The sanctions imposed by the United States on Russia’s state-run arms exporter contravene international law and will affect ties with Washington, Russia’s foreign minister said Friday.



A pact to allow U.S. troops to stay in Iraq for three more years is unlikely to win approval in Iraq’s parliament before the U.S. presidential election on November 4, Iraqi Foreign Minister Hoshiyar Zebari said.

Iraq has warned it would not be bullied into signing a security pact with the United States despite US leaders warning of potentially dire consequences if it failed to approve the deal.


The creation of a new Israeli government hung in the balance on Friday after a powerful ultra-Orthodox party said it would not join a coalition headed by prime minister designate Tzipi Livni.


Asian stocks fell on Wednesday as poor U.S. corporate results and falling commodity prices fanned worries of a protracted global economic slowdown.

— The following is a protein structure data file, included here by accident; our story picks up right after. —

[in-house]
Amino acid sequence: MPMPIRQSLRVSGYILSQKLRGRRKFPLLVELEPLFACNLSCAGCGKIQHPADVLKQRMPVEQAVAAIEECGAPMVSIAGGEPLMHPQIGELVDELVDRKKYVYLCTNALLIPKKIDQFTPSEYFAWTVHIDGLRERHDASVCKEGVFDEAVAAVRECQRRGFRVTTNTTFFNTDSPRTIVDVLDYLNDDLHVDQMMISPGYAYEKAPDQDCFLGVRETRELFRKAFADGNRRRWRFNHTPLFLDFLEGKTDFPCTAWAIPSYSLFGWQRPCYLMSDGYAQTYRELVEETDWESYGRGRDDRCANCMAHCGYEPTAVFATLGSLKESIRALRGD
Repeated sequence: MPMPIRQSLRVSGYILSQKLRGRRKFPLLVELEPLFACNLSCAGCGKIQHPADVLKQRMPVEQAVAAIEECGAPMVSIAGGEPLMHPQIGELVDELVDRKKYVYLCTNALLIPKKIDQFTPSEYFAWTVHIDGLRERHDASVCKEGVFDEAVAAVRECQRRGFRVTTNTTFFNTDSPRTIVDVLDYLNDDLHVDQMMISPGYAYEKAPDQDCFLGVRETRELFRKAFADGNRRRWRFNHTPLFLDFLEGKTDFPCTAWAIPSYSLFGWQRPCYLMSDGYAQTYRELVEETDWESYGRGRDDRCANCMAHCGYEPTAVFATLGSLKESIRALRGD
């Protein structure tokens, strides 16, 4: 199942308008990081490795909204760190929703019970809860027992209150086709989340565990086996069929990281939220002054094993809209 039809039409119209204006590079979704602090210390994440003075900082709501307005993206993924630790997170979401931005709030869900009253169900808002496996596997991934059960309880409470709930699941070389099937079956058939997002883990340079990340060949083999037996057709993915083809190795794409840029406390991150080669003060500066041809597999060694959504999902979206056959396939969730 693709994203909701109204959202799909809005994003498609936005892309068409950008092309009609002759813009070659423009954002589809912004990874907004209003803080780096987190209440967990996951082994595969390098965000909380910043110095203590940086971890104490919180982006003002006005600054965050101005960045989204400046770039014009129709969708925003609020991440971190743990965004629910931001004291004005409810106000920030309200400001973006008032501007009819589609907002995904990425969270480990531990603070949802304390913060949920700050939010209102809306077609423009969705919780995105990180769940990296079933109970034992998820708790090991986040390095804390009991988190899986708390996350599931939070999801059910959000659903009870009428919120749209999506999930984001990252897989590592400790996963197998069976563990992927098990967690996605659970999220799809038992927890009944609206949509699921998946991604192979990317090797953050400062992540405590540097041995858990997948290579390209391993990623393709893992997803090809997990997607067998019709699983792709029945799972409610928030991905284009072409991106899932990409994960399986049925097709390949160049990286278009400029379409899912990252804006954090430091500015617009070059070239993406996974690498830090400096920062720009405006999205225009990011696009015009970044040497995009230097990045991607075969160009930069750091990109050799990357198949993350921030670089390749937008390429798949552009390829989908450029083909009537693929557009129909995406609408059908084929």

NATO members are wavering in their political commitment to Afghanistan, one of the alliance’s top commanders said on Monday, describing the nearly seven-year-old campaign against the Taliban as disjointed.


India launched its first unmanned moon mission on Wednesday following in the footsteps of rival China, as the emerging Asian power celebrated its space ambitions and scientific prowess.


At least 10 people were killed and several injured when a suspected U.S. drone struck Miranshah area of Pakistan’s North Waziristan tribal agency on the Afghan border, local media reported.



Libya may agree to buy more than $2 billion worth of Russian weapons during a visit by Muammar Gaddafi to Moscow this month, Interfax news agency reported on Monday, citing an unidentified source in Russia’s arms industry.


Southern African leaders postponed a summit on the Zimbabwean political crisis Monday and moved it to Zimbabwe after opposition leader Morgan Tsvangirai boycotted the talks because he was not given a passport to travel abroad. The leaders said the meeting would convene next Monday in Harare.

Marko is a contributor to Geopoliticalmonitor.com